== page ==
EIA inventory data
On October 8, the U.S. Energy Information Administration (or EIA) released inventory data for the week ended October 3. Crude inventories increased by 5 MMbbls (millions of barrels). This was a significant build versus analysts’ expectations of a 2 MMbbls increase.
Total U.S. commercial crude inventory now stands at 361.7 million barrels. It remains at the higher end of the five-year range for this time of year.
A crude inventory build seems to be in line with expectations for this time of year, given the start of seasonal maintenance by refineries. But the significant rise in U.S. inventories last week was also thanks to strong imports.
Total U.S. imports rose to 9.2 million bpd (barrels per day)—an increase of 647,000 bpd. The uptick was led by Canadian imports, which increased to 3.25 million bpd by 494,000 bpd.
The majority of Canadian imports head to the Midwest. That’s why the inventory build in crude stocks was the largest in the U.S. Midwest, where inventories rose by 3.11 million barrels to 91.6 million barrels.
Inventories also increased as a result of lower crude inputs by refineries. The following part of this series discusses last week’s refinery activity in greater detail.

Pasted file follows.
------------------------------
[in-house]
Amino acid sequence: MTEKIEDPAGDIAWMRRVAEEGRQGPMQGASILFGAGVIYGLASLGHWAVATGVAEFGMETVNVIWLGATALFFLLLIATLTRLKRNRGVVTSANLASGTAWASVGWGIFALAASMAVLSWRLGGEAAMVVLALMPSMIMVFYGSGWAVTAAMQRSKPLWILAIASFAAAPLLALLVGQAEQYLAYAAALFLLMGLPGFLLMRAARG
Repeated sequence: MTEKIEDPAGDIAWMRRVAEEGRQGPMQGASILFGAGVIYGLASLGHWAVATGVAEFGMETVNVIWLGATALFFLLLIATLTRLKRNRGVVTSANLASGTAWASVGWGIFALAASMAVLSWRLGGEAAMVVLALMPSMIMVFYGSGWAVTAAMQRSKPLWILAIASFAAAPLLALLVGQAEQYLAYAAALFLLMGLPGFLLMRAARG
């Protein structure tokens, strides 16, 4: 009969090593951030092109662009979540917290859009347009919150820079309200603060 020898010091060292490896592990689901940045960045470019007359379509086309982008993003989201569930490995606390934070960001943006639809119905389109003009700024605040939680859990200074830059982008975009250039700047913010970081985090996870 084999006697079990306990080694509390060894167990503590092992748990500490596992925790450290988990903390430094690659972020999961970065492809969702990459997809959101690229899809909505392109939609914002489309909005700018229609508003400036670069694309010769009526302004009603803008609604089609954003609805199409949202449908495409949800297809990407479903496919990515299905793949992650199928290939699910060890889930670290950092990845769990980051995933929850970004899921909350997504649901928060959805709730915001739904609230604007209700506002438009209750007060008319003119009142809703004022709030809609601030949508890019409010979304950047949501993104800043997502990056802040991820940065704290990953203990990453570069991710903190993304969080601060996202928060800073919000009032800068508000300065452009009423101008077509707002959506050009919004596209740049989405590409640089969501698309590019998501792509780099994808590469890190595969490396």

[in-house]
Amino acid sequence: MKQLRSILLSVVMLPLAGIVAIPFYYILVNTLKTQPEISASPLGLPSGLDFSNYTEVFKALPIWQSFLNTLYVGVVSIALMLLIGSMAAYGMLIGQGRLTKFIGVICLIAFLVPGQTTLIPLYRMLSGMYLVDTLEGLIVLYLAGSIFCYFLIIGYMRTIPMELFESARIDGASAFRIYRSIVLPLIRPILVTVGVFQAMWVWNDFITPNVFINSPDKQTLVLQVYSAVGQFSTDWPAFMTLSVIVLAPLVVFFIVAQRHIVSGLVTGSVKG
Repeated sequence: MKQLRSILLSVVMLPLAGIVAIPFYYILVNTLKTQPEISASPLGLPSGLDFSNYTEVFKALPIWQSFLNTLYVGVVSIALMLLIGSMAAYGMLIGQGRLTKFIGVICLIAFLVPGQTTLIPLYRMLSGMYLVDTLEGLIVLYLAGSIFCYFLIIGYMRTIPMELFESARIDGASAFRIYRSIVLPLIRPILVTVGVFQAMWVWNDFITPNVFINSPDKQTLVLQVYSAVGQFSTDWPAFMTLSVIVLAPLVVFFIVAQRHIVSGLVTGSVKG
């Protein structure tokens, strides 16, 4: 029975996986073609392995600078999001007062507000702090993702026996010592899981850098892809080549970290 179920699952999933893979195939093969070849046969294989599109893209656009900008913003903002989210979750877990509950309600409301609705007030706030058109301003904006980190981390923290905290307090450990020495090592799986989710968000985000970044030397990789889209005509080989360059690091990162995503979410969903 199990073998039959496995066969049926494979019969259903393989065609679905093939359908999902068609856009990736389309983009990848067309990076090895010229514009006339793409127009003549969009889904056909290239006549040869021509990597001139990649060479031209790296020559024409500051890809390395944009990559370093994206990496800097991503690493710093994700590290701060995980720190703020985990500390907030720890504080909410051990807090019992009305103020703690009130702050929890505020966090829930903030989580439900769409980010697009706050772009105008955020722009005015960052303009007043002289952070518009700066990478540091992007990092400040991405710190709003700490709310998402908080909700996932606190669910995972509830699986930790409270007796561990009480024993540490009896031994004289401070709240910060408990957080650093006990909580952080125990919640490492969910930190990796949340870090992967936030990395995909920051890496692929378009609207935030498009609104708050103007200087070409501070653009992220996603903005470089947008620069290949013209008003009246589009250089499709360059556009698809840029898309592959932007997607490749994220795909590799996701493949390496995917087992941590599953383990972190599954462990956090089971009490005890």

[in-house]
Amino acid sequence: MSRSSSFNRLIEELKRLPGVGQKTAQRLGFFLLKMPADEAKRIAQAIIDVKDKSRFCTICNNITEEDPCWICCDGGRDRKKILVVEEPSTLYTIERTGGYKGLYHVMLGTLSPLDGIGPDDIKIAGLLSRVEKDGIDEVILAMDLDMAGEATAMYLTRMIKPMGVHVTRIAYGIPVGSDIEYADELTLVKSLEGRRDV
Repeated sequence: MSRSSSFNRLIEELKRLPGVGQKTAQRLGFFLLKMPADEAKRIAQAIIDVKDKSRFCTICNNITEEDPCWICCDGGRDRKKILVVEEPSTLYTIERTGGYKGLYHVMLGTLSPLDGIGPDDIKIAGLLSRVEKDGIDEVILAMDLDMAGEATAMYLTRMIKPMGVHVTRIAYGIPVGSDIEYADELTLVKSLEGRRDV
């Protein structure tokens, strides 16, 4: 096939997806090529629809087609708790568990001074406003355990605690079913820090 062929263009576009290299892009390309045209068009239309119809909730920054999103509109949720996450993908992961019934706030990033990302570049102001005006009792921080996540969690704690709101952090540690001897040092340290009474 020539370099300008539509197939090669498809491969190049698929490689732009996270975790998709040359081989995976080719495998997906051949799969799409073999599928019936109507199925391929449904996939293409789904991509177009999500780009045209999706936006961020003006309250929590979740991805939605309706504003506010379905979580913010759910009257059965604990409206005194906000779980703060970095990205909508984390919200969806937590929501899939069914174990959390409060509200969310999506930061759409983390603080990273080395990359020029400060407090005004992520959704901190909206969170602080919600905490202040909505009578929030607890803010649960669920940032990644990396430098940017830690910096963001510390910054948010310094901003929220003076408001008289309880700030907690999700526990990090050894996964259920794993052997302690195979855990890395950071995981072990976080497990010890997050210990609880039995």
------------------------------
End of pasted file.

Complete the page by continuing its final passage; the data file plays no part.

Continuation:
Refinery demand affects crude inventories
Crude draws and gains are affected by refinery input levels. Refineries, this past summer, were running at record-high levels due to a surge in U.S. oil production.
Decreased refinery activity leads to an increase in crude inventories. That’s what happened last week. This trend could pressure WTI crude prices to move lower. We’ll covering the implied effect on crude prices in a later part of this series.
Key stocks and ETFs
When WTI prices are pressured, it’s negative for oil producing companies such as Continental Resources (CLR), Whiting Petroleum (WLL), Occidental Petroleum (OXY), and Pioneer Resources (PXD). All these companies are components of the SPDR S&P Oil & Gas Exploration & Production ETF (XOP).
Check out Market Realist’s Energy & Power page for more articles on the energy industry.
The following part of this series will cover refinery activity last week.